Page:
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Steve Wheeler

Steve Wheeler is a Learning Innovations Consultant and former Associate Professor of Learning Technologies at the Plymouth Institute of Education where he chaired the Learning Futures group and led the Computing and science education teams. He continues to research into technology supported learning and distance education, with particular emphasis on the pedagogy underlying the use of social media and Web 2.0 technologies, and also has research interests in mobile learning and cybercultures. He has given keynotes to audiences in more than 35 countries and is author of more than 150 scholarly articles, with over 6000 academic citations. An active and prolific edublogger, his blog Learning with ‘e’s is a regular online commentary on the social and cultural impact of disruptive technologies, and the application of digital media in education, learning and development. In the last few years it has attracted in excess of seven million unique visitors.


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http://steve-wheeler.net/

Publications by Steve Wheeler

Learning with ‘e’s

In an age where young people seem to have a…

Don’t Change the Light Bulbs

Curated by Rachel Jones, Don’t Change the Light Bulbs offers…

Author Blog

An apple for teacher

September 20 2019

Photo from Pxhere
I had the pleasure to do an speak with Sophie Bailey recently, when we recorded a session for Edtech Podcast. Our entire conversation, sat out in the shade of an apple tree in my Dad's garden, was wide ranging, including (but not limited to) digital technology, marmalade making, schools and education, American teachers, studying art and music, (Picasso, Genesis, Supertramp, Ed Sheeran, Arcade Fire and Rihanna), vinyl records, philosophy and politics, can be heard on the link below. Go on. Have a listen.




Creative Commons License
An apple for teacher by Steve Wheeler was written in Plymouth, England and is licensed under a Creative Commons Attribution-NonCommercial-ShareAlike 3.0 Unported License.
Posted by Steve Wheeler from Learning with e's

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Yeah, right

September 17 2019

Photo from Pixabay
Or in other words .... meh. That's my response to a lot of news headlines these days.

Call me cynical, but a lot of content today doesn't impress me, and it probably doesn't impress you either. Just spotting some of the puerile wordplay headlines on the front pages of the tabloids as I walk past a newsagents is enough to put me off my morning latte. Newspapers and media channels in particular revel in pushing sensationalist headlines that attract people who seem to be starved of sensory input. But worse than that is the deceit.

A lie can travel halfway around the world before the truth can get its boots on. It was always thus, but in the age of the web, smartphones, social media and connections at the speed of thought, the dumbing down of content and the spreading of lies seems to be accelerating. Content can be misleading, inaccurate, fanciful, or downright misleading. It's designed to make you click the link, spread the content.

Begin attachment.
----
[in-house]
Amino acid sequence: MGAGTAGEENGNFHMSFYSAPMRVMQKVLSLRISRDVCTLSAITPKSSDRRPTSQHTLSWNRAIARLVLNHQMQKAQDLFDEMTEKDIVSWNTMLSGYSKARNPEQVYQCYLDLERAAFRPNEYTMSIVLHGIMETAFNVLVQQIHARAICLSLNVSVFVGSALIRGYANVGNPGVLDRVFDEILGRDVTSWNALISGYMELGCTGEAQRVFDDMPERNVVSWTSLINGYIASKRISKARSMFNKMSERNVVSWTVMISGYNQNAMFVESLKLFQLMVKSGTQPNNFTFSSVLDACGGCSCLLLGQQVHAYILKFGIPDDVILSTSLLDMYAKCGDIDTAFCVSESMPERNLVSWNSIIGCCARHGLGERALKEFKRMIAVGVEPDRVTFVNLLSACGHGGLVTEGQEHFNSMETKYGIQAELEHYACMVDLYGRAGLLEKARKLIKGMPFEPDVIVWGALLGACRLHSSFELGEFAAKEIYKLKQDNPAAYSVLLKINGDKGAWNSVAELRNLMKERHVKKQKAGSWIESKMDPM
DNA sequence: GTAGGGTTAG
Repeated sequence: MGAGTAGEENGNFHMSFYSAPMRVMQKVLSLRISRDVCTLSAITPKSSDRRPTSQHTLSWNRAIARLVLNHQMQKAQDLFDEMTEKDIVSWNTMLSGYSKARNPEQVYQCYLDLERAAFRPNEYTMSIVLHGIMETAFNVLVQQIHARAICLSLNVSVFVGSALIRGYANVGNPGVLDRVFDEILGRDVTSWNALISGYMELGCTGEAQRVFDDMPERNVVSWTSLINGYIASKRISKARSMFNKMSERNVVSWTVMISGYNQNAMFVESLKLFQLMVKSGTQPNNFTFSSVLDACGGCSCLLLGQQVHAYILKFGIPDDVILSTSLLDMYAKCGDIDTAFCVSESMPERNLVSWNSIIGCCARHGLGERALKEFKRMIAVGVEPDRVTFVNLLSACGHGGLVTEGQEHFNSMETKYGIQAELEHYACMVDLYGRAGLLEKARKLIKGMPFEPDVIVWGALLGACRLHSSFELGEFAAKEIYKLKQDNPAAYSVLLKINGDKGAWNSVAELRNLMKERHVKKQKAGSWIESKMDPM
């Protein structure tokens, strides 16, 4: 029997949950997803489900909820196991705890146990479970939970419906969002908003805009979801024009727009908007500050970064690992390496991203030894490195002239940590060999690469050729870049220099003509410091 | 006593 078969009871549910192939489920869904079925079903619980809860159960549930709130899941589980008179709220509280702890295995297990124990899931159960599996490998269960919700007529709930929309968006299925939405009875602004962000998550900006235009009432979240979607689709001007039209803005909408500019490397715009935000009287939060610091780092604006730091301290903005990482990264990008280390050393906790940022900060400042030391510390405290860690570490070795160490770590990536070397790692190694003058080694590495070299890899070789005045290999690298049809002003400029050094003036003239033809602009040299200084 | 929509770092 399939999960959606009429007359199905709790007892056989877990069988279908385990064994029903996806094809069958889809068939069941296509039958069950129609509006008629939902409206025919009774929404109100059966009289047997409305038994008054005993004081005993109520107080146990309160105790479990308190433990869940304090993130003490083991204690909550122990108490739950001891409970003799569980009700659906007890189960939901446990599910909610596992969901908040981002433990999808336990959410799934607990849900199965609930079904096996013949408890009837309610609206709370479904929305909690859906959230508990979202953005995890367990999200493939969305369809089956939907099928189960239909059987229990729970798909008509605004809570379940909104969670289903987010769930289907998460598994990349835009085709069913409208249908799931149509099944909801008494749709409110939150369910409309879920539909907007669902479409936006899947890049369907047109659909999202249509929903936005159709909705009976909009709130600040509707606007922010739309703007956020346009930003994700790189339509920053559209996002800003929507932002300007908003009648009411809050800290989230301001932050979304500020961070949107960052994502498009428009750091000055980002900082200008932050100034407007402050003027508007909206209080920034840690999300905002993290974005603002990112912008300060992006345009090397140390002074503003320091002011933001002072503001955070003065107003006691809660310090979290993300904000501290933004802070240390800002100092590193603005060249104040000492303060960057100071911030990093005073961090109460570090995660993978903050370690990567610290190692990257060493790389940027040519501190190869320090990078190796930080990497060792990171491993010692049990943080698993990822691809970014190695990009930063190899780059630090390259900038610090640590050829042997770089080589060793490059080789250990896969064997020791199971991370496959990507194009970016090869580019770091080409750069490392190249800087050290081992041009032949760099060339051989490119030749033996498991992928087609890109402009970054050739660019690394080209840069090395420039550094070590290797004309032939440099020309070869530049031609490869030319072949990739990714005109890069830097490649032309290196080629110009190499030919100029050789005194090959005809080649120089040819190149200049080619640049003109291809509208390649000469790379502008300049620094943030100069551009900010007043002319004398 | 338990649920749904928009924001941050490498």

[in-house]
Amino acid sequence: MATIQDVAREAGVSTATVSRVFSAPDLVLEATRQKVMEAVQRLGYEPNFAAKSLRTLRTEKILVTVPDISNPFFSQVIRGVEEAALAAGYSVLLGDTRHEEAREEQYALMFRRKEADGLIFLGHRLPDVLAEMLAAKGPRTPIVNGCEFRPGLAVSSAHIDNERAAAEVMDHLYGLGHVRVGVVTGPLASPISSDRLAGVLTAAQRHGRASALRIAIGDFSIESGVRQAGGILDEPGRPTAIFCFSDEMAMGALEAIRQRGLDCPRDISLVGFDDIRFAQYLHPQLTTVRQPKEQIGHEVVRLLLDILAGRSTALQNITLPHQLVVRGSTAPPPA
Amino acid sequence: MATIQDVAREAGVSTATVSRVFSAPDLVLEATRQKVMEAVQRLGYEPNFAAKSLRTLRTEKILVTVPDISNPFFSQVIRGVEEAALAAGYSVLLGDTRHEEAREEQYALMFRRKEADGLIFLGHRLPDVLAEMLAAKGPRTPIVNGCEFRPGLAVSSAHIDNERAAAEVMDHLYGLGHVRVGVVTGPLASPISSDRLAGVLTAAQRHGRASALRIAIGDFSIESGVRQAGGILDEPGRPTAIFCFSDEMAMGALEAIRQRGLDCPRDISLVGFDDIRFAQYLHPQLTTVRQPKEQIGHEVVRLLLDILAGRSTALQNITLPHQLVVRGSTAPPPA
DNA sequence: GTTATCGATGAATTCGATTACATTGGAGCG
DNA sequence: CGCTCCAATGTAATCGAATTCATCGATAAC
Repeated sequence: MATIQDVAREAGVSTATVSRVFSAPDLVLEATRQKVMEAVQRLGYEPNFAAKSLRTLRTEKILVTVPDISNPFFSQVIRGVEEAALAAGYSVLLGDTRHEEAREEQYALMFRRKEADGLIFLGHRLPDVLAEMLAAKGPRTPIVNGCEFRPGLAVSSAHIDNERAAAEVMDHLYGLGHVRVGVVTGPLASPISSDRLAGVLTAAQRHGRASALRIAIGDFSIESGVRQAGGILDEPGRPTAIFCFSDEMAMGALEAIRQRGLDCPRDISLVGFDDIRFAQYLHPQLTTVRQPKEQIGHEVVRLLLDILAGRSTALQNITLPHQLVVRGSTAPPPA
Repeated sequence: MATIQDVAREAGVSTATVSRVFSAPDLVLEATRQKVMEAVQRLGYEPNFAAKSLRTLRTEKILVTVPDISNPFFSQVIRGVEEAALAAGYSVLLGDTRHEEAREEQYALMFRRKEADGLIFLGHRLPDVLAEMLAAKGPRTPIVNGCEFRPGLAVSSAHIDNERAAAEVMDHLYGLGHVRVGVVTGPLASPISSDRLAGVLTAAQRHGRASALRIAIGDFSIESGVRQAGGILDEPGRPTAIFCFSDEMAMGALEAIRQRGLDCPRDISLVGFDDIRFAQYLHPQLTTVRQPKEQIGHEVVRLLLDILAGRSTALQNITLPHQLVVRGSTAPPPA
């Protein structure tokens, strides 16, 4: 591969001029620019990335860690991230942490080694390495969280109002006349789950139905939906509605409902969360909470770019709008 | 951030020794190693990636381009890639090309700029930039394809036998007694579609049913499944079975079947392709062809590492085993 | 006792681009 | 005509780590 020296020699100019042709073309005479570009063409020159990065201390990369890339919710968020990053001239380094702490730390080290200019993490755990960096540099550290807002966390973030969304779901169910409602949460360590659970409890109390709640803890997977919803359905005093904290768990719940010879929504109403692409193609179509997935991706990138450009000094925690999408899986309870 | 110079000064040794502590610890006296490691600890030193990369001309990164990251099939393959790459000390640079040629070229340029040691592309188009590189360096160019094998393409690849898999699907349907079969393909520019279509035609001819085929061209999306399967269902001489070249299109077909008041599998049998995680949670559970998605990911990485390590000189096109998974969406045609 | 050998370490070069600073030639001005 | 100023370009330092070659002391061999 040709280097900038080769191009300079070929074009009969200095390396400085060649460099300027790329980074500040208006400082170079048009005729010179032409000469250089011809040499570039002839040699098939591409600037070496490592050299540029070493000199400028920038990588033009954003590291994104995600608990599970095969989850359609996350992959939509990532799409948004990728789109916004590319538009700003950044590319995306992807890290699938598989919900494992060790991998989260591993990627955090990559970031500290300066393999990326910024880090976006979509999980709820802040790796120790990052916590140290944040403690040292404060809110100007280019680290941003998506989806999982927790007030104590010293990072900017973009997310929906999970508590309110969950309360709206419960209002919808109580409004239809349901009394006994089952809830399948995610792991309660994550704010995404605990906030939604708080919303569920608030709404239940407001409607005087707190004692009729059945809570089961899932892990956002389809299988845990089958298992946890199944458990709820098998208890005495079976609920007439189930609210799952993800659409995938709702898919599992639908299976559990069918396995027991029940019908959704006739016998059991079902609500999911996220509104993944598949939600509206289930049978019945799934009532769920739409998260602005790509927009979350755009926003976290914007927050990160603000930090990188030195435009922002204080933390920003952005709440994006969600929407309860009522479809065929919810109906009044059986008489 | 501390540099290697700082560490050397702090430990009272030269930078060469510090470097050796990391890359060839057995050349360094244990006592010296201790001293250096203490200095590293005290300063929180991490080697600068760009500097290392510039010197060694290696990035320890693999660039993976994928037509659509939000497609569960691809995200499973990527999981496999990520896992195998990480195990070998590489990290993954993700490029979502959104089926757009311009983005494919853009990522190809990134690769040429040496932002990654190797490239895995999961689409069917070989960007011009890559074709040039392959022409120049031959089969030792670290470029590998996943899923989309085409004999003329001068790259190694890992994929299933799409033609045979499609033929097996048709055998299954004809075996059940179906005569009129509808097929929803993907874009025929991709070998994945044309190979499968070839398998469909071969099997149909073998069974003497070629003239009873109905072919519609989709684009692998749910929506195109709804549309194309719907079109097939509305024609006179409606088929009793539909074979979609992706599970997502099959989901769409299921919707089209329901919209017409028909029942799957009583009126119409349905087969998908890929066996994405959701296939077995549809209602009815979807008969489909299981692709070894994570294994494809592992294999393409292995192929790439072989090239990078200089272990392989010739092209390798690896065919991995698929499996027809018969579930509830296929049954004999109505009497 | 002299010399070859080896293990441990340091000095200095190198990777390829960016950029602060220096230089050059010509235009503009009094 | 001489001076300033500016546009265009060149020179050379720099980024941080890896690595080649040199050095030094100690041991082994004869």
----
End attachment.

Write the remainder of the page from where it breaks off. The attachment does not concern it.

The format is formulaic.

There is usually a click bait headline and/or image that has little or no connection to the actual content. Often the headline has '...what happens next will blow your mind...' or a similar phrase to grab your attention. There may also be an element of subtle blackmail - '95% of my Facebook friends won't bother to read this....' or 'Share if you care about this....'

People are gullible, and will often click on any 'interesting' content that appears without thinking, so the pernicious purveyors of pap are onto a winner every time. Every time you click, they make cash. They make money off people's curiosity, and this only encourages them to create more crappy content for us to consume.

The important thing to know is that you don't need to like or share content for it to spread. Often, simply by clicking the link to read the article, you can inadvertently spread the content to the timelines of your own small circle of social media friends. You probably don't want to do that. The content may be hateful and racist, or discriminatory in some other way, or more subtly, it may be an innocuous headline that has a deeper agenda and a extreme political organisation behind it (See for example the Britain First Facebook posts).

Every one of us is susceptible to this, but to safeguard our timelines, our reputations as professionals, and the hearts and minds of our friends and family, a simple strategy is available. Firstly, block and/or unfollow anyone who is an incessant trash content sharer. Don't engage with them. Simply cut them out of your timeline. However, the best strategy would be to question everything you see online - use your discretion, and check out the headlines.

If it looks too good to be true or looks unbelievable, it probably is.

[To be continued in the next blog post - Lies, damn lies and social media]

Creative Commons License
Yeah, right by Steve Wheeler was written in Plymouth, England and is licensed under a Creative Commons Attribution-NonCommercial-ShareAlike 3.0 Unported License.
Posted by Steve Wheeler from Learning with e's

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